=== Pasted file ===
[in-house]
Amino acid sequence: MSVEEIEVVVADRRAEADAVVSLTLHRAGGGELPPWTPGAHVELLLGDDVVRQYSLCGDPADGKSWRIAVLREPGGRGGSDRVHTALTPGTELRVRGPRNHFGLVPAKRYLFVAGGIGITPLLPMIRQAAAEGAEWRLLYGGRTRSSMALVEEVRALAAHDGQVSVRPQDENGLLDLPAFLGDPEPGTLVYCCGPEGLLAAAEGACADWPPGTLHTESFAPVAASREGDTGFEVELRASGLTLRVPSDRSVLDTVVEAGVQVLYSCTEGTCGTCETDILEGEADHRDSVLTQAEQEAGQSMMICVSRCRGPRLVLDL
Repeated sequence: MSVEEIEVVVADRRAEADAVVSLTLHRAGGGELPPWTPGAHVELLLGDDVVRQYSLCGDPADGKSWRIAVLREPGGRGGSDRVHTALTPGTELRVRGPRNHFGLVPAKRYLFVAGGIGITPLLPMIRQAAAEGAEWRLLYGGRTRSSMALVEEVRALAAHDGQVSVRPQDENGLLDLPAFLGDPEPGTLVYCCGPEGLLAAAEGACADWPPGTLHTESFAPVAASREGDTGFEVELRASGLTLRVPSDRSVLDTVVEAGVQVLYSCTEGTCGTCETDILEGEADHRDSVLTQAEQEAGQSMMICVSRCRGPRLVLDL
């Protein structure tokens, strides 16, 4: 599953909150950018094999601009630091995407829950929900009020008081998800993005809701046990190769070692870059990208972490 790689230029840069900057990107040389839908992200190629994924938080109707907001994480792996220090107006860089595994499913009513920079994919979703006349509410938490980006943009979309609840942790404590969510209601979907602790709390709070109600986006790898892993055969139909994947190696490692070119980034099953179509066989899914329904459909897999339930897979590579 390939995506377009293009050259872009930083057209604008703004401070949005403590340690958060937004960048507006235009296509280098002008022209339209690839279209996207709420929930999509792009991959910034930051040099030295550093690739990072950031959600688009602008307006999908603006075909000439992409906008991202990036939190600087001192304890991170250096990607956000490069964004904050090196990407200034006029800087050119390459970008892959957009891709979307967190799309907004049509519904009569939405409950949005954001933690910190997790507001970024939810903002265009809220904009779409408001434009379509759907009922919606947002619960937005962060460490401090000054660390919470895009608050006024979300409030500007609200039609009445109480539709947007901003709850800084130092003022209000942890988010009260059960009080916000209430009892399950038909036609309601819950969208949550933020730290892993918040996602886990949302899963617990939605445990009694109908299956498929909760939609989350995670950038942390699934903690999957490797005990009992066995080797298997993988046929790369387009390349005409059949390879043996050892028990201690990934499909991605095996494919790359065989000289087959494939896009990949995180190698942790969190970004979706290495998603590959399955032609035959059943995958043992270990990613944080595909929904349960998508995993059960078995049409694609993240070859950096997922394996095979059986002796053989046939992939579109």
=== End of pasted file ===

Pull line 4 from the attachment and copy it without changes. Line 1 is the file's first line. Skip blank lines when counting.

């Protein structure tokens, strides 16, 4: 599953909150950018094999601009630091995407829950929900009020008081998800993005809701046990190769070692870059990208972490 790689230029840069900057990107040389839908992200190629994924938080109707907001994480792996220090107006860089595994499913009513920079994919979703006349509410938490980006943009979309609840942790404590969510209601979907602790709390709070109600986006790898892993055969139909994947190696490692070119980034099953179509066989899914329904459909897999339930897979590579 390939995506377009293009050259872009930083057209604008703004401070949005403590340690958060937004960048507006235009296509280098002008022209339209690839279209996207709420929930999509792009991959910034930051040099030295550093690739990072950031959600688009602008307006999908603006075909000439992409906008991202990036939190600087001192304890991170250096990607956000490069964004904050090196990407200034006029800087050119390459970008892959957009891709979307967190799309907004049509519904009569939405409950949005954001933690910190997790507001970024939810903002265009809220904009779409408001434009379509759907009922919606947002619960937005962060460490401090000054660390919470895009608050006024979300409030500007609200039609009445109480539709947007901003709850800084130092003022209000942890988010009260059960009080916000209430009892399950038909036609309601819950969208949550933020730290892993918040996602886990949302899963617990939605445990009694109908299956498929909760939609989350995670950038942390699934903690999957490797005990009992066995080797298997993988046929790369387009390349005409059949390879043996050892028990201690990934499909991605095996494919790359065989000289087959494939896009990949995180190698942790969190970004979706290495998603590959399955032609035959059943995958043992270990990613944080595909929904349960998508995993059960078995049409694609993240070859950096997922394996095979059986002796053989046939992939579109």